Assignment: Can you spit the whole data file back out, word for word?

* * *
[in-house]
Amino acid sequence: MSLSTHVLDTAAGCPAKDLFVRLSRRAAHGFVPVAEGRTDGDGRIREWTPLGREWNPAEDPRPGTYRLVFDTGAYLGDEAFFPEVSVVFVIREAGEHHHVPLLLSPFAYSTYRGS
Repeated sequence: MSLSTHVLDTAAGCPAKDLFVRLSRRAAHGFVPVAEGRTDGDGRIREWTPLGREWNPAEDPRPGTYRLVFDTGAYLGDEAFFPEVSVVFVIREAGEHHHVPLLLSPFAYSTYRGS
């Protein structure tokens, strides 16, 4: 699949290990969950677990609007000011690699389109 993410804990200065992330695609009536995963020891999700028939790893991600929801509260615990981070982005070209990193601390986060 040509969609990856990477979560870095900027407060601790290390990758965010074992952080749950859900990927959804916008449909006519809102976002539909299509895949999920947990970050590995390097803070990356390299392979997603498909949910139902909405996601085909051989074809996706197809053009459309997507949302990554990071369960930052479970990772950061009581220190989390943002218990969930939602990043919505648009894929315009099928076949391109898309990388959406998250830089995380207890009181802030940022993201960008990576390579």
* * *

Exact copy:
[in-house]
Amino acid sequence: MSLSTHVLDTAAGCPAKDLFVRLSRRAAHGFVPVAEGRTDGDGRIREWTPLGREWNPAEDPRPGTYRLVFDTGAYLGDEAFFPEVSVVFVIREAGEHHHVPLLLSPFAYSTYRGS
Repeated sequence: MSLSTHVLDTAAGCPAKDLFVRLSRRAAHGFVPVAEGRTDGDGRIREWTPLGREWNPAEDPRPGTYRLVFDTGAYLGDEAFFPEVSVVFVIREAGEHHHVPLLLSPFAYSTYRGS
């Protein structure tokens, strides 16, 4: 699949290990969950677990609007000011690699389109 993410804990200065992330695609009536995963020891999700028939790893991600929801509260615990981070982005070209990193601390986060 040509969609990856990477979560870095900027407060601790290390990758965010074992952080749950859900990927959804916008449909006519809102976002539909299509895949999920947990970050590995390097803070990356390299392979997603498909949910139902909405996601085909051989074809996706197809053009459309997507949302990554990071369960930052479970990772950061009581220190989390943002218990969930939602990043919505648009894929315009099928076949391109898309990388959406998250830089995380207890009181802030940022993201960008990576390579």